The NTA points out two problems with the otherwise good news regarding the IRS decision to forego offset of refunds based on RRC.  First, the decision happened in the middle of the filing season after many taxpayers had already filed and already had their refunds offset.  A similar offset decision occurred in 2020 when the Department of Education decided during the middle of the filing season not to exercise its right to offset federal tax refunds (and other federal payments) against outstanding student loan debts.  Individuals who filed early (i.e., those most likely to have substantial refunds) get treated differently than those who wait. 

A similar issue occurred during the 2021 filing season with unemployment benefits that Congress decided mid-filing season to exclude from income (although the IRS created a way to fix this for early filing taxpayers without the need for them to file a superseding or amended return).  So many problems are created for tax administrators when Congress makes changes during the filing season.  The IRS deserves much credit the past two years for adjustments it has had to make during the filing season while operating under pandemic restrictions.  These type of adjustments can contribute to the processing delays for which the IRS gets a black eye.

Innocent Spouse and the Administrative Record

We received correspondence from PT reader James Everett of DeFranceschi & Klemm, PC in Boston.  Mr. Everett represents the taxpayer in Sutherland v. Commissioner, which Christine blogged here and I blogged here in the 2020 year in review post because of the importance of this case.  For those who do not remember Sutherland, it involves the issue of IRC 6015(e)(7) which limits Tax Court review in innocent spouse cases to the administrative record, including cases pending at the time of enactment that had already gone through the administrative process prior to the legislation creating the limitation.  The case was rescheduled for trial in 2021.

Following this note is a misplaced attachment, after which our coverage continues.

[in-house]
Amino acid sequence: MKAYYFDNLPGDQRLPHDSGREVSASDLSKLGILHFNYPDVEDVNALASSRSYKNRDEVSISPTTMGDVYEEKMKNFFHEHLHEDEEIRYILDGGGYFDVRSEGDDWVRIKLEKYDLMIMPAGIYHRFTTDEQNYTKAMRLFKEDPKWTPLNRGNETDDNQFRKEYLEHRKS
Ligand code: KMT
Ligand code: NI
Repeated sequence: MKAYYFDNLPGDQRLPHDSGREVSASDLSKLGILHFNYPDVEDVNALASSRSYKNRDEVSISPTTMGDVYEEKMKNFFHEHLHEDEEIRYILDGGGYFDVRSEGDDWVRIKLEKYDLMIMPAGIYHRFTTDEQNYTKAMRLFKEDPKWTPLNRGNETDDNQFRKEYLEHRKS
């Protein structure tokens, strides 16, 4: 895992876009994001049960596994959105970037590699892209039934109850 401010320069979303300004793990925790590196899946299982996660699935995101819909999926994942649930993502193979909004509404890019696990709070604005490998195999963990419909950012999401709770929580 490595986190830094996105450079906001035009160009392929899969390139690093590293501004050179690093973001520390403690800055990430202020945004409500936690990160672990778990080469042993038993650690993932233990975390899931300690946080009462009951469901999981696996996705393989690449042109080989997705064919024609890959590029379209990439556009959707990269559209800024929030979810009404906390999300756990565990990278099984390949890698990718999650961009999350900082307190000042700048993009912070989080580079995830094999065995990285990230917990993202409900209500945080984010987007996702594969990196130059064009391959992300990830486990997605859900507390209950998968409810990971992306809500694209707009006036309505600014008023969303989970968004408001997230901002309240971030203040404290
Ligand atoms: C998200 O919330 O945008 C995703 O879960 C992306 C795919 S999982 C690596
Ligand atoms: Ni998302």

The national office interjected itself into the case and the IRS objected to all documents the taxpayer wanted to include with the stipulation that weren’t part of the “administrative” record (i.e., documents not provided during the administrative stage).  Judge Lauber made it clear he was going to require the IRS to call the appeals officer as a witness at the trial to discuss the record.  A few days before the trial, the IRS dropped its administrative record objections.  Judge Lauber asked the respondent’s counsel if this reflected Service-wide policy (i.e., the IRS agreed that §6015(e)(7) didn’t apply to pending cases); respondent’s counsel candidly replied that this was above his paygrade to comment on – he could only speak to the case at hand.

The withdrawal of objection to the administrative record was great, but based on the record it is not possible to tell if this was specific to the case, a rethink of IRS position, or just a lack of desire to have the AO testify.  The administrative record rule presents significant problems for individuals who go through the administrative process pro se, since they often fail to develop the full record needed if litigation occurs.  We really appreciate the insights provided by Mr. Everett and encourage other readers to provide similar insights if their cases have a significant procedural development.

2021 Year in Review – Cases

Despite the ability to access most courts only remotely for much if not all of the year, 2021 still produced a number of important tax procedure decisions.  Perhaps judges could produce more opinions because they did not need to travel or to hold lengthy in-person trials.  This post shows that not all cases are Graev cases.


Supreme Court matters

The Supreme Court handed down a unanimous opinion in CIC Services.  The Court holds that the Anti-Injunction Act does not bar a suit challenging an IRS notice that requires a non-taxpayer to provide information even though the failure to provide the information could result in a penalty.  Posts can be found  here, here, here and here.